The role of tropical forests in climate is most often expressed in terms of the carbon they keep out of the atmosphere if deforestation is avoided or the carbon they remove from the atmosphere as they grow. The direct role of forests, particularly in the tropics, in maintaining low surface temperatures and relatively high precipitation has been underappreciated. Recent studies in the Brazilian agricultural frontier indicate that tropical deforestation, for pasture and crop production, has led to significant regional climate change in the last 40 years of a scale much larger than that attributed to the carbon released from deforestation. Deforestation reduces net surface radiation and evapotranspiration, thus increasing sensible heat flux and land surface temperature. In Mato Grosso state, the temperature of the forested Xingu Indigenous Park is 3℃ cooler than the surrounding mosaic of pasturelands, croplands, and remaining forest fragments. In the neighboring state of Rondônia, rainfall has significantly decreased and the dry season lengthened as deforestation occurred. Numerical model studies strongly suggest that Brazil’s agricultural frontier will be much warmer and dryer in coming decades as greenhouse gas concentrations increase. Thus, in Brazil, it is becoming clear that, because of their capacity to moderate regional climate, preserving tropical forests will be a key component of mitigating exogenously driven future climate change.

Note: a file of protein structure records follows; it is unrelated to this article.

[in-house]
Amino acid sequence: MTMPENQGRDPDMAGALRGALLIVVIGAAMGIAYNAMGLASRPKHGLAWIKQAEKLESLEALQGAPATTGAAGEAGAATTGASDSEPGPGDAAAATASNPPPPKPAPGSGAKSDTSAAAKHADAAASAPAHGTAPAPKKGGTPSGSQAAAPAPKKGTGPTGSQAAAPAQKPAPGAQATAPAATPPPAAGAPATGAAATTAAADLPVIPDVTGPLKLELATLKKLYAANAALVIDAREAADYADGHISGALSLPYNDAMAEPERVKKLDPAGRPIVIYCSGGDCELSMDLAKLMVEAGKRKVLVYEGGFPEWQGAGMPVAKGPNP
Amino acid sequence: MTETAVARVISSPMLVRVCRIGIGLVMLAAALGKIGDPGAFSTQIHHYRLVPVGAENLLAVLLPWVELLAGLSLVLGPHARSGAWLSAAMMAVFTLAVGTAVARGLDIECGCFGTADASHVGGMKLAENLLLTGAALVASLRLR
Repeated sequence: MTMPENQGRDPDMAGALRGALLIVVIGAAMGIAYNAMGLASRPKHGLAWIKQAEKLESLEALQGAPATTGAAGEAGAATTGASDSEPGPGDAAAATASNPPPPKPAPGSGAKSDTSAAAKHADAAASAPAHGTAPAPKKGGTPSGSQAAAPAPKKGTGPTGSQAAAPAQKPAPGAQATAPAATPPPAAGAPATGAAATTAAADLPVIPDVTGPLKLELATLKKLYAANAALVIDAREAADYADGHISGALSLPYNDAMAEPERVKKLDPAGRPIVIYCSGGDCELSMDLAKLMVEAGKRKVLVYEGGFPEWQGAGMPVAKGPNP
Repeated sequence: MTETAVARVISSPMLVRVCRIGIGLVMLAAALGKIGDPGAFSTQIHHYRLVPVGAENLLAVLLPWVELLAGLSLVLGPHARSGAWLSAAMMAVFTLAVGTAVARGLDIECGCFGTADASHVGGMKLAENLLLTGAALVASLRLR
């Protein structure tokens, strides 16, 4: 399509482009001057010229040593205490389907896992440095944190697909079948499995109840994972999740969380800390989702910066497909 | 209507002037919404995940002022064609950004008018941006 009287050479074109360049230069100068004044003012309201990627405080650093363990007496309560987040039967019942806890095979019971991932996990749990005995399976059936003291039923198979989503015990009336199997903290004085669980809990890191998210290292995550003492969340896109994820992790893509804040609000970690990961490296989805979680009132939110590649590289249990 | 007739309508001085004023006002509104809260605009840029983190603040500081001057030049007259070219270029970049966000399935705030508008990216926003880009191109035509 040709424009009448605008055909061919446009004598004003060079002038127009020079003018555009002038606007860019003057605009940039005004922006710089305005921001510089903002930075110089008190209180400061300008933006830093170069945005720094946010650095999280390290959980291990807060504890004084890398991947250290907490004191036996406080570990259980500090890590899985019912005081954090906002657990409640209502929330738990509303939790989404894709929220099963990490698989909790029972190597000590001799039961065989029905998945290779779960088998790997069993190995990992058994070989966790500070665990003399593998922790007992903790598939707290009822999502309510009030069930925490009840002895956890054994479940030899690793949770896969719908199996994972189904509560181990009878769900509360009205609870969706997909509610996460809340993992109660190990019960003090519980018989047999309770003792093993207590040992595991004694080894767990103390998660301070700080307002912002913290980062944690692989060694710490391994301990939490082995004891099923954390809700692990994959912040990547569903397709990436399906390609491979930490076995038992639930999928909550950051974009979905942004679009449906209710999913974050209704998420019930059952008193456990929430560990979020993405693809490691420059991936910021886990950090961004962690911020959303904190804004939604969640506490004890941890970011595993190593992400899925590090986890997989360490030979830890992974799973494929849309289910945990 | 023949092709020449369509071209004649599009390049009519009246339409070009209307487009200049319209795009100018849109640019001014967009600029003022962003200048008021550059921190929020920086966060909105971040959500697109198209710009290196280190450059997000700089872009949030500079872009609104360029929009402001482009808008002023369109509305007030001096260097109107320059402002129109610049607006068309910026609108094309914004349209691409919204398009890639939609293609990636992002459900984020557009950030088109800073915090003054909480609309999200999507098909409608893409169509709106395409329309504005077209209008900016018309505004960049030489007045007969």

Since the mid-1970s, Brazil’s Amazon–Cerrado agricultural frontier (Figure 1) has been the planet’s largest and most important zone of deforestation, agricultural expansion, and agricultural intensification. Through policy, applied research, and infrastructure development, Brazil has transformed itself from a food importer to one of the world's agricultural powerhouses. Currently, Brazil is second in beef and soy production, third in corn production, and is the top producer in many other commodities such as coffee and sugar cane (Ministry of Agriculture, Brazil [MAPA], 2016; U.S. Department of Agriculture, 2016).
As a result of this agricultural transformation, by 2008, more than 750,000 km2 of the Brazilian Amazon and 825,000 km2 of the Cerrado had been deforested (Ministry of the Environment, Brazil [MMA], 2015; Noojipady et al., 2017; Ometto, Aguiar, & Martinelli, 2011). In response, Brazil made specific efforts to combat deforestation through greater enforcement of existing environmental laws, expansion of the protected area system, and industry-led initiatives to combat deforestation (e.g., the soy and beef moratoriums). Together, these efforts greatly reduced Amazon deforestation rates in the mid- and late-2000s, while soy and corn production increased (Gibbs, Munger, et al., 2015; Gibbs, Rausch, 2015; Macedo, 2012; Nepstad et al., 2014). This apparent success was achieved in part by shifting cropland expansion onto already cleared pastures in lieu of clearing new forest areas (DeFries, Herold, Verchot, Macedo, & Shimabukuro, 2013; Macedo, 2012; Macedo & Castello, 2015). It was also connected to intensification of cropping by adoption of soy–corn double-cropping systems. As an example, in Mato Grosso state—one of the most active frontiers of agricultural expansion in the early 2000s–double-cropping increased by a factor of 6 to include over half of all croplands by 2011 (Spera et al., 2014). Despite increased intensification and decreased deforestation rates, some deforestation continued, and by 2016, an additional 50,000 km2 of the Amazon and 40,000 km2 of the Cerrado had been deforested. This process has transformed much of the Amazon and Cerrado biomes into a complex mosaic of humid rainforests, drought deciduous forests and woodlands, grasses, and intensive croplands and pastures (Figure 1), with significant consequences for the regional climate.